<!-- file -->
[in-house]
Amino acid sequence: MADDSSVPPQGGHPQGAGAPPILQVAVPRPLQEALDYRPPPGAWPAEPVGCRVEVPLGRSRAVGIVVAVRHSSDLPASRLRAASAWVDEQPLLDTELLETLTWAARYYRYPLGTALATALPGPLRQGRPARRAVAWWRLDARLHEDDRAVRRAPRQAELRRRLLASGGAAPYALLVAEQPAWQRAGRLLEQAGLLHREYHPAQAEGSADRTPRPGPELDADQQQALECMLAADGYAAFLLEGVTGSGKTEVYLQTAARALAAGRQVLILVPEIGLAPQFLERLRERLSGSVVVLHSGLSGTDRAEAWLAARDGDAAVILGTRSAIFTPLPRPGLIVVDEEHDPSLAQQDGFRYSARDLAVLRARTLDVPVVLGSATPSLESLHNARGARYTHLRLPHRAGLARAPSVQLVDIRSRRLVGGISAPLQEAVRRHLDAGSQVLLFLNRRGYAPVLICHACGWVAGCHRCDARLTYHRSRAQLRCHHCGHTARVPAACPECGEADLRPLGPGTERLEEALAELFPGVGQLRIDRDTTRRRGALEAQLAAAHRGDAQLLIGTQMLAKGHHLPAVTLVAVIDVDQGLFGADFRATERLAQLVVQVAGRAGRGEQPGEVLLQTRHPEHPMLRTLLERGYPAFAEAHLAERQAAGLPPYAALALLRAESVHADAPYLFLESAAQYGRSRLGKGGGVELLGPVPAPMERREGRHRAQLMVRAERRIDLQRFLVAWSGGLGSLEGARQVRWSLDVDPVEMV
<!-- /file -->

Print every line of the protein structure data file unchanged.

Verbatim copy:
[in-house]
Amino acid sequence: MADDSSVPPQGGHPQGAGAPPILQVAVPRPLQEALDYRPPPGAWPAEPVGCRVEVPLGRSRAVGIVVAVRHSSDLPASRLRAASAWVDEQPLLDTELLETLTWAARYYRYPLGTALATALPGPLRQGRPARRAVAWWRLDARLHEDDRAVRRAPRQAELRRRLLASGGAAPYALLVAEQPAWQRAGRLLEQAGLLHREYHPAQAEGSADRTPRPGPELDADQQQALECMLAADGYAAFLLEGVTGSGKTEVYLQTAARALAAGRQVLILVPEIGLAPQFLERLRERLSGSVVVLHSGLSGTDRAEAWLAARDGDAAVILGTRSAIFTPLPRPGLIVVDEEHDPSLAQQDGFRYSARDLAVLRARTLDVPVVLGSATPSLESLHNARGARYTHLRLPHRAGLARAPSVQLVDIRSRRLVGGISAPLQEAVRRHLDAGSQVLLFLNRRGYAPVLICHACGWVAGCHRCDARLTYHRSRAQLRCHHCGHTARVPAACPECGEADLRPLGPGTERLEEALAELFPGVGQLRIDRDTTRRRGALEAQLAAAHRGDAQLLIGTQMLAKGHHLPAVTLVAVIDVDQGLFGADFRATERLAQLVVQVAGRAGRGEQPGEVLLQTRHPEHPMLRTLLERGYPAFAEAHLAERQAAGLPPYAALALLRAESVHADAPYLFLESAAQYGRSRLGKGGGVELLGPVPAPMERREGRHRAQLMVRAERRIDLQRFLVAWSGGLGSLEGARQVRWSLDVDPVEMV